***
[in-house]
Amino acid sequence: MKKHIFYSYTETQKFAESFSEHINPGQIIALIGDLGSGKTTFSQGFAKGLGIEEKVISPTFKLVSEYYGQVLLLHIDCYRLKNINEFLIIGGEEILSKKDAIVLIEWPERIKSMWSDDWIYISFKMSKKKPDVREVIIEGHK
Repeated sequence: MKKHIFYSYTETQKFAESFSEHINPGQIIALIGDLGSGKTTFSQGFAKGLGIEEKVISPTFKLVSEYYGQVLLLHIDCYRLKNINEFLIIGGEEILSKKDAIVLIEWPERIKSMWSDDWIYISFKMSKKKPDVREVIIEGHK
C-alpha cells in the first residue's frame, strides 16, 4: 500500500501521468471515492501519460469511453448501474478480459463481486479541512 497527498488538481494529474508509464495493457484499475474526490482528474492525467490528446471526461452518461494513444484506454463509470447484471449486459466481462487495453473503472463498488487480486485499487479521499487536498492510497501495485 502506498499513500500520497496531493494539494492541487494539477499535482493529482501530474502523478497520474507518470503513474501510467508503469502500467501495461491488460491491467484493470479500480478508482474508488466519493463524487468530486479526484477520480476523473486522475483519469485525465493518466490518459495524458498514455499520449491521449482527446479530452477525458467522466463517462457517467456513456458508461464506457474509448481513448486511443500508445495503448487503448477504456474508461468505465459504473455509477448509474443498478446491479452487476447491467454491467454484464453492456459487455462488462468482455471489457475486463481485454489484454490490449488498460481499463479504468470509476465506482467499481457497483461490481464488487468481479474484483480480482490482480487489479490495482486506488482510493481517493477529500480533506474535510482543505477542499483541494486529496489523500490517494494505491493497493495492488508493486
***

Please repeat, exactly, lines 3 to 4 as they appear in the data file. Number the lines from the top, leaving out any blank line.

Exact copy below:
Repeated sequence: MKKHIFYSYTETQKFAESFSEHINPGQIIALIGDLGSGKTTFSQGFAKGLGIEEKVISPTFKLVSEYYGQVLLLHIDCYRLKNINEFLIIGGEEILSKKDAIVLIEWPERIKSMWSDDWIYISFKMSKKKPDVREVIIEGHK
C-alpha cells in the first residue's frame, strides 16, 4: 500500500501521468471515492501519460469511453448501474478480459463481486479541512 497527498488538481494529474508509464495493457484499475474526490482528474492525467490528446471526461452518461494513444484506454463509470447484471449486459466481462487495453473503472463498488487480486485499487479521499487536498492510497501495485 502506498499513500500520497496531493494539494492541487494539477499535482493529482501530474502523478497520474507518470503513474501510467508503469502500467501495461491488460491491467484493470479500480478508482474508488466519493463524487468530486479526484477520480476523473486522475483519469485525465493518466490518459495524458498514455499520449491521449482527446479530452477525458467522466463517462457517467456513456458508461464506457474509448481513448486511443500508445495503448487503448477504456474508461468505465459504473455509477448509474443498478446491479452487476447491467454491467454484464453492456459487455462488462468482455471489457475486463481485454489484454490490449488498460481499463479504468470509476465506482467499481457497483461490481464488487468481479474484483480480482490482480487489479490495482486506488482510493481517493477529500480533506474535510482543505477542499483541494486529496489523500490517494494505491493497493495492488508493486